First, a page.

San Francisco's Fillmore district was once a vibrant African American community, known as "the Harlem of the West." But in recent decades the Fillmore -- like San Francisco as a whole -- has witnessed a startling black exodus. A group of artists known as the 3.9 Art Collective are responding with work that both reminds us of San Francisco's more diverse past and expresses their resistance to present trends. Their name comes from the percentage of African Americans that some predict will remain in the city by the time the next census takes place, in 2020.
The 3.9 Collective’s exhibition, Hiraeth: the 3.9 Collective Searches for Home at the University of San Francisco’s Thacher Gallery, runs until April 21, 2015. The Welsh word Hiraeth roughly translates to a longing for a far-off home -- one that may not even exist or has been changed by time or idealized by memory.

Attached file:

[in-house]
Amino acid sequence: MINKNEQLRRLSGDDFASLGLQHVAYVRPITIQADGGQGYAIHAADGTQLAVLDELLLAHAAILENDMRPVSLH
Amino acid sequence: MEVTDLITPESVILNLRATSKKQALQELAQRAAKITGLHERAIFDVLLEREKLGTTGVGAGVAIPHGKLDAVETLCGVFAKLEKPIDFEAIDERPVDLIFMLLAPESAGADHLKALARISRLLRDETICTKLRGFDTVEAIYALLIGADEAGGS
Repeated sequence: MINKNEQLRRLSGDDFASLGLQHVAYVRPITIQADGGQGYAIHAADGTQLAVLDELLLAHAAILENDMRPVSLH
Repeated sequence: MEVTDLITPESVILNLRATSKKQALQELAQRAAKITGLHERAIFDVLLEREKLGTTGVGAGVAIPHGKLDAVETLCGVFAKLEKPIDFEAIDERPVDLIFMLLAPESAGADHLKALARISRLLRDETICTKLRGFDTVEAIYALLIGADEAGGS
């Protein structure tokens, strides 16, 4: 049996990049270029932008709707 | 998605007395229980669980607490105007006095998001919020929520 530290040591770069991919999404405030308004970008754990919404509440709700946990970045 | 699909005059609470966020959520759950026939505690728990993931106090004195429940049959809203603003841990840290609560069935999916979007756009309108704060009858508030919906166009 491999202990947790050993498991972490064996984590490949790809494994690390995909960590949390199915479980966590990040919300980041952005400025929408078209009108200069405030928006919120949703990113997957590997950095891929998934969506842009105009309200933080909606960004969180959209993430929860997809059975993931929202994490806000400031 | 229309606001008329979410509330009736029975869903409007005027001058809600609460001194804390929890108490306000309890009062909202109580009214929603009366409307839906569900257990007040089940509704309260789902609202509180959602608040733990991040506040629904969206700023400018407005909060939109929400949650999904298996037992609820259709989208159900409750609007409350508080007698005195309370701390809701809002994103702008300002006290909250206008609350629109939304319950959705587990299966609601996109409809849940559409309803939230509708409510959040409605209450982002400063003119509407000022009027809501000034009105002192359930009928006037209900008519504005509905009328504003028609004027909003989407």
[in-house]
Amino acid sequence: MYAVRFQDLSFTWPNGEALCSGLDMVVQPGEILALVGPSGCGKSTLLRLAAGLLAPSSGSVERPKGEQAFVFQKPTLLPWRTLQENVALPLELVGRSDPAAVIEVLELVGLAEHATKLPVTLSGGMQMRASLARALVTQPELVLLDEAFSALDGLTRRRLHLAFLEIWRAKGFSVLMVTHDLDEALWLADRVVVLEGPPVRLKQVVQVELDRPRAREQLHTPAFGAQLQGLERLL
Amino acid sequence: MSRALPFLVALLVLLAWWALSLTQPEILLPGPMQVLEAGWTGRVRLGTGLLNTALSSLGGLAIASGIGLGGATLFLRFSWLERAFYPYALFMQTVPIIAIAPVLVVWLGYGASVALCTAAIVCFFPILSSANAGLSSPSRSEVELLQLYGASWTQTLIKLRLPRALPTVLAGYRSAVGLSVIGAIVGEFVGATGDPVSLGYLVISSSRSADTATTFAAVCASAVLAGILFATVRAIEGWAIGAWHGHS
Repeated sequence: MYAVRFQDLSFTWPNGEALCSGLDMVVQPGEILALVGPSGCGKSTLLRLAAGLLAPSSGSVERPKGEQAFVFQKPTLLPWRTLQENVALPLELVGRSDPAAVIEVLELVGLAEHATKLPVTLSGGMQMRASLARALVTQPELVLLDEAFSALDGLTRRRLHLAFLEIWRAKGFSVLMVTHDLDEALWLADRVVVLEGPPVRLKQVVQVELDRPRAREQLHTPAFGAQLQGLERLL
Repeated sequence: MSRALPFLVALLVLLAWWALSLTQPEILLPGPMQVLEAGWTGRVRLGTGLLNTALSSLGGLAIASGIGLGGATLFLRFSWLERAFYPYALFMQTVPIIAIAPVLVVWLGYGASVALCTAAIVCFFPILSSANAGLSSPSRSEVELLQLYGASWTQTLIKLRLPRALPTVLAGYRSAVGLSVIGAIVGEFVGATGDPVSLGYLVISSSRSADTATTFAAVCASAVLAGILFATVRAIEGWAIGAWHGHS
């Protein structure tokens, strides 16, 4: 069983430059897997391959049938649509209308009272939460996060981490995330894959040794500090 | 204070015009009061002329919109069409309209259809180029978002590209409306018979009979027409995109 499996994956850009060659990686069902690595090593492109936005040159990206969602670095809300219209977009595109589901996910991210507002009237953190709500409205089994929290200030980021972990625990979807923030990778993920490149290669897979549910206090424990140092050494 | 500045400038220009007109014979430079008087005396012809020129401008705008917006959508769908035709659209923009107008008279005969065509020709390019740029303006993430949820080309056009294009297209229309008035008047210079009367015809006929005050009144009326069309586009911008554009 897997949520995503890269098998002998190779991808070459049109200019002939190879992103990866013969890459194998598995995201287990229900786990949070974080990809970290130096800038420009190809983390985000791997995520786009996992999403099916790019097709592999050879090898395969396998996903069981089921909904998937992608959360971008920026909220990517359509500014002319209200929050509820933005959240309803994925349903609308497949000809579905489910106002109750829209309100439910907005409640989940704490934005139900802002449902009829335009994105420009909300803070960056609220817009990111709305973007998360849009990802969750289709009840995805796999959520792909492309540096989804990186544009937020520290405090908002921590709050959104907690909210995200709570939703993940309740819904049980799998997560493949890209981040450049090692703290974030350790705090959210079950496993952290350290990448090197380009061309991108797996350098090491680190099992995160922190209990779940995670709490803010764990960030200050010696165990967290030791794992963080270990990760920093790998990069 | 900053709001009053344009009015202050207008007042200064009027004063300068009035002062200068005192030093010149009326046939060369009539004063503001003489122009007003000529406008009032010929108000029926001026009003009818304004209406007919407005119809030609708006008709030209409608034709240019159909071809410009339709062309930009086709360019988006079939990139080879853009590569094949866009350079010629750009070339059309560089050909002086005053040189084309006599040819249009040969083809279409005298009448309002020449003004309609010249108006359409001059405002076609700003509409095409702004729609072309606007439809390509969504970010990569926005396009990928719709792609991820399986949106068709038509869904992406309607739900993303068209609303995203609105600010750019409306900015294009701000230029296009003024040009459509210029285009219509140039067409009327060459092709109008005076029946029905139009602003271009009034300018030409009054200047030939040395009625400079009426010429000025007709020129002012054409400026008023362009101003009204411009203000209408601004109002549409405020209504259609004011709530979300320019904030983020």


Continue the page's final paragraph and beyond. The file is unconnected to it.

Funding for KQED Arts is provided by The William and Flora Hewlett Foundation.
Support is also provided by Yogen and Peggy Dalal, Diane B. Wilsey, the Kenneth Rainin Foundation, the John S. and James L. Knight Foundation, Helen Sarah Steyer, the William and Gretchen Kimball Fund, and the members of KQED